Monday, March 1

The Sword of the Lady - SM Stirling

Rudi Mackenzie, tanist of the Clan Mackenzie and leader of a band of travellers bound together through adversity and all manner of kinship ties, is crossing the breadth of what was once the United States from his homeland in Oregon to the island of Nantucket in search of a sword that has been foretold will allow him to unite his region and defeat the greatest threat since the Change. Along the way they has make friends, and enemies, endured many losses, and decided that their disparate home communities will be united under the name Montival. Their resolve is strong, and they have proclaimed Rudi (whose birth name is Artos) their first High King.
When they finally reach the island, Rudi is stunned to discover densely wooded forest with trees older than any he's previously encountered, peopled by a small population that seem unlike modern men at all and insist they come from another era. When Rudi enters a lone building he discovers the sword he's sought for over a year, and has a vision akin to that he had while injured during a battle. This time, though, instead of seeing Odin he sees three women - an exotic youth, the likeness of his own mother, and a more aged black woman. And when he exits the building, sword raised high, Rudi is forever changed.
Readers of Stirling's Nantucket trilogy will already understand why he set the Change for 1998 - to tie in with the other side of events, where the modern inhabitants of Nantucket, along with their island and a region of surrounding ocean, where transported back to 1250BC. In this final instalment of the second Emberverse trilogy (with another three books scheduled), the worlds cross over briefly - though familiarity with the other series would help a little in the last section, it's not necessary.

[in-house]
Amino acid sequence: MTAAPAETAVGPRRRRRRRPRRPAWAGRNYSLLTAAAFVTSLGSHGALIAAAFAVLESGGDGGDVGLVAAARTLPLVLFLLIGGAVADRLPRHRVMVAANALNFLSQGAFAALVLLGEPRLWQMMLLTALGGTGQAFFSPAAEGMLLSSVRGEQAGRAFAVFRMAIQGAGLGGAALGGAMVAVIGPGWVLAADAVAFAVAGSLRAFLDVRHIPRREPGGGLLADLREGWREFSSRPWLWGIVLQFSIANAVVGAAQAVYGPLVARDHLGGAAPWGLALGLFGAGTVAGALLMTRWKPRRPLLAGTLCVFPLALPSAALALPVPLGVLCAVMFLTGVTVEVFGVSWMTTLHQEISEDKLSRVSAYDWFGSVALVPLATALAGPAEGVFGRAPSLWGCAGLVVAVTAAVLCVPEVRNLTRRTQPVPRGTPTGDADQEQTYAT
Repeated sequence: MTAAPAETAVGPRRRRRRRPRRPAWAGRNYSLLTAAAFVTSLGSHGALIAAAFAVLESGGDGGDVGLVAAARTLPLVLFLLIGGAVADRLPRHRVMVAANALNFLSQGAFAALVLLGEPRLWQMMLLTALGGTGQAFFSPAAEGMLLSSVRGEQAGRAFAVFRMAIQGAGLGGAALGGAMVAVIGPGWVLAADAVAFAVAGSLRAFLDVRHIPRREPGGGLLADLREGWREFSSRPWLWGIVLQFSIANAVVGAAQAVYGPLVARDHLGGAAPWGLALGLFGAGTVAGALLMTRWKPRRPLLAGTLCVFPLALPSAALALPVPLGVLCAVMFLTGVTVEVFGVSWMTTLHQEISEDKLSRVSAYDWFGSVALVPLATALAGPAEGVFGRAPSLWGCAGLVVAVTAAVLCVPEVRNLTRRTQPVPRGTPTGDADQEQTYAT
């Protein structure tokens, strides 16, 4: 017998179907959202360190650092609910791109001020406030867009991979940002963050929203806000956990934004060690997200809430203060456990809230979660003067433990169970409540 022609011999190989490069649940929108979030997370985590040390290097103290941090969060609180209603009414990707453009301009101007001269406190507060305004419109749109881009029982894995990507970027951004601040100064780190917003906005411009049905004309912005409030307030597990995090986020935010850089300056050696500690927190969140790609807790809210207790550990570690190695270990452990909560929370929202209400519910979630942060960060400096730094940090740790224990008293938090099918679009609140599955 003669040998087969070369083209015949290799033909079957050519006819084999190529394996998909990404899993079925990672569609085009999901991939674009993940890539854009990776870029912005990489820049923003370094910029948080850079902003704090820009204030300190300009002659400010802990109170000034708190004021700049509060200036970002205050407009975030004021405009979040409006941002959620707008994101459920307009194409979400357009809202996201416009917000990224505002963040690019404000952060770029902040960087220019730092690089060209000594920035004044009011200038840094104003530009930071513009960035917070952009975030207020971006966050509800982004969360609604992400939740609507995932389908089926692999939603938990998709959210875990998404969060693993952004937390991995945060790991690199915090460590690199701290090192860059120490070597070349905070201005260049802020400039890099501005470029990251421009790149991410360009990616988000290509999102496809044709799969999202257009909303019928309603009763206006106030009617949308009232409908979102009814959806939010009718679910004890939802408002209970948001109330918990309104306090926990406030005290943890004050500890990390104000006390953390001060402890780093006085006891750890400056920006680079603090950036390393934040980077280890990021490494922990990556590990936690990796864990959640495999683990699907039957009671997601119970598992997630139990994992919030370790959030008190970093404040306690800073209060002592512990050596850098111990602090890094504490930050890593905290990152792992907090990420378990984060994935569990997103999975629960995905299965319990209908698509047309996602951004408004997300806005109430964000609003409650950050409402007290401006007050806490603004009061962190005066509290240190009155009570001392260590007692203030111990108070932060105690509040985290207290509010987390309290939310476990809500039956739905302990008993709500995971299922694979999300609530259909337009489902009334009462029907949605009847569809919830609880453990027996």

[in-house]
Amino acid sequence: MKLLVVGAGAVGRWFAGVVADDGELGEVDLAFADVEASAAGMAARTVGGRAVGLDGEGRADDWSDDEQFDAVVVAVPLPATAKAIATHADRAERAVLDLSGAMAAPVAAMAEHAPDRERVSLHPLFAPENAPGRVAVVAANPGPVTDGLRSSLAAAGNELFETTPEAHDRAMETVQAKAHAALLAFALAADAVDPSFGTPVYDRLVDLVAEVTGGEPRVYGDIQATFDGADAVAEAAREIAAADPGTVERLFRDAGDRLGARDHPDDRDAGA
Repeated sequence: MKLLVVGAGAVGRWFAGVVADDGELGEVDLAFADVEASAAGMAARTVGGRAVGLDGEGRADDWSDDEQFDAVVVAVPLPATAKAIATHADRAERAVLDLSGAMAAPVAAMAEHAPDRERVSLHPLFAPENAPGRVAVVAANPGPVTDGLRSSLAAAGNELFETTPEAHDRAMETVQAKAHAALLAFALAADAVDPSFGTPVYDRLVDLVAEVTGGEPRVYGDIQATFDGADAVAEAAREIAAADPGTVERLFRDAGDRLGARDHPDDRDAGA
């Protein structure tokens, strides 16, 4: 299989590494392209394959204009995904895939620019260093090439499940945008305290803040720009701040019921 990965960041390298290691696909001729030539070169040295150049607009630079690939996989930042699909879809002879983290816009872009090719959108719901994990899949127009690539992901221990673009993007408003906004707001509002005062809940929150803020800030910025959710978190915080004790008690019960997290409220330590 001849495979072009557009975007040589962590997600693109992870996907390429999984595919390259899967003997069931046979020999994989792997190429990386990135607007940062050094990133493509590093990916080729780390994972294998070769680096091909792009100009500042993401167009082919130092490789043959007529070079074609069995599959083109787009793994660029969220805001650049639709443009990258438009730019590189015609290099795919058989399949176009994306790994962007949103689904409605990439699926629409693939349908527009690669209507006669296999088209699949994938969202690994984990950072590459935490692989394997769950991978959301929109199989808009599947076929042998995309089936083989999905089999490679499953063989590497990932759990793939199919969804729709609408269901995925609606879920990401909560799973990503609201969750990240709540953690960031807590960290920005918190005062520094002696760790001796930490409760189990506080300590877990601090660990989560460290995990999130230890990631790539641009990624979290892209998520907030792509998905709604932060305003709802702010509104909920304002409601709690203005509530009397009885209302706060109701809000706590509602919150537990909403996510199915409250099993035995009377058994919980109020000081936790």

There are still battle scenes aplenty, and encounters with different ways groups evolved post Change. I also found a couple of sections that particularly resonated - first when Matilda (Princess of the Portland Protectorate) reflects that if you act as though there's no doubt you'll be obeyed, especially when people are frightened, odds are you will be. And I really liked Sandra, Matilda's atheist mother, when she silently observed that not having anyone to be thankful for can be a drawback to having no faith: "My eternal gratitude, O blind and ontologically empty dance of atoms, just isn't very satisfying, somehow."
And this is not a book to read when you're hungry - the loving descriptions of feasts could be used to entice the appetite-suppressed to dine lavishly.
I was relieved that the quest for the sword was finally over, and glad that Rudi's journey is not yet over. I really enjoy the Emberverse Stirling's created - it's rich and textured, layered and satisfyingly complex. I'm going to take a little break before reading the first in the third trilogy, in part to concentrate on less engrossing and taxing tales, and in part because deferring the reading myself is less frustrating than waiting for their release! - Alex

The Emberverse novels of the change:
Dies the Fire
2. The Protector's War
3. A Meeting at Corvallis
4. The Sunrise Lands
The Scourge of God
The Sword of the Lady
7. The High King of Montival

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